Radiation therapy clears cancer cells that may be left behind in your breast, your chest wall, or the lymph nodes in your armpit, chest, or neck after breast cancer surgery.
At Seattle Cancer Care Alliance (SCCA), radiation oncologists from UW Medicine provide treatment to eliminate your disease, protect your health, and cause the least possible side effects. We know treatment can be stressful, and we do all we can to help you feel comfortable and confident every step of the way.
- The radiation oncologists on your SCCA team specialize in breast cancer treatment and have extensive experience with every type, grade, and stage of the disease.
- We use state-of-the art equipment and technology to design and deliver treatment that gives you the best possible outcome—such as an advanced system that uses multiple cameras to make sure the radiation beam aligns precisely with the area you need treated.
- Breast cancer treatment is highly coordinated at SCCA. Your radiation oncologist works closely with your breast surgeon, medical oncologist, breast radiologist, pathologist, breast reconstruction surgeon, and others so you receive coordinated care.
- SCCA participates in national clinical trials to study different radiation doses, schedules, and delivery methods; whether all women need radiation to their lymph nodes; and other ways to reduce side effects and improve results.
Why Is Radiation Therapy Used?
Some microscopic cancer cells may remain even after your surgeon removes your tumor along with a margin of cancer-free tissue.
If You Have a Lumpectomy
Having radiation therapy after a lumpectomy may mean you can keep more of your breast tissue while also significantly lowering the chance of cancer recurring in your breast.
If You Have a Mastectomy
Many women do not need radiation therapy after a mastectomy because all the breast tissue on the side of their cancer was removed. However, some may be at higher risk for recurrence, even after a mastectomy, so your team may recommend radiation therapy to reduce your risk.
Most women with breast cancer receive external-beam radiation therapy to their whole breast. In this form of therapy, a machine generates radiation beams and aims them at your breast, where cancer cells might remain.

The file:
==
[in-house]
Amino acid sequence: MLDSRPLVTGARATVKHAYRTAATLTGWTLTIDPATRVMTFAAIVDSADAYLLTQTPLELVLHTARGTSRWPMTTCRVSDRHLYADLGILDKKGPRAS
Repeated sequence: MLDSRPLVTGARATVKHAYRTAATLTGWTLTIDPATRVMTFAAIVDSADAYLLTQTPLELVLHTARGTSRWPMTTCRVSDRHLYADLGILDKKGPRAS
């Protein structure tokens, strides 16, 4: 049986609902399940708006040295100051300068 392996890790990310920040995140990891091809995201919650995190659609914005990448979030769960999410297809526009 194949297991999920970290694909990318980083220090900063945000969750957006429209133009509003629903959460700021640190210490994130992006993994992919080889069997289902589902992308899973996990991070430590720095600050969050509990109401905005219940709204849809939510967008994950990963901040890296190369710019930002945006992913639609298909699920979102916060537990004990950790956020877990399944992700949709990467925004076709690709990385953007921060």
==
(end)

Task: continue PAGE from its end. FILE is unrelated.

What to Expect
You will likely have radiation therapy every day, Monday through Friday, for three to six weeks, depending on your specific situation.
- Each radiation treatment takes only a few minutes. The whole appointment takes about half an hour.
- Your SCCA radiation oncologist will see you every week to check how your treatment is going and to answer your questions or help with any concerns you might have.
Your Radiation Therapy Team
Along with your radiation oncologist, your team includes highly experienced radiation dosimetrists and medical radiation physicists, who help design your individualized treatment, as well as radiation therapists and radiation oncology nurses to take care of you.
- Your radiation oncology nurse will show you how to take care of your skin (which can be irritated by radiation therapy). We provide all the skin-care products you will need.
- We will also give you an on-call phone number for after-hours questions or concerns.
Precise Targeting to Reduce Your Risks
Together, your SCCA radiation oncologist, dosimetrist, and physicist design a radiation therapy plan to target the tissue that needs treatment and while limiting the effects of radiation to the rest of your body. To do this, we rely on:
- Precise measurements
- Advanced imaging, such as computed tomography (CT) scans
- Specialized computers with sophisticated radiation treatment planning software
- A radiation therapy team with broad knowledge and experience in breast cancer treatment
- When you’re aligned, a green light shines on you, letting you and the team know.
- If you shift out of alignment, the light turns red and the beam automatically stops.
- The system lets you and your team know how to adjust your position so you’re in just the right spot to proceed.
Accelerated partial breast irradiation (APBI) is a safe option for some women with early-stage breast cancer who are having a lumpectomy. SCCA participated in a national study comparing this approach with standard external-beam radiation therapy.
In APBI, only part of the breast receives radiation, using a device placed inside the breast. This means maximum radiation to the tissue at high risk for cancer with less radiation to surrounding healthy tissues. Treatment is given twice a day for five days.
Read more about radiation oncology, including different types of radiation therapy, what to expect, and how to take care of yourself during treatment.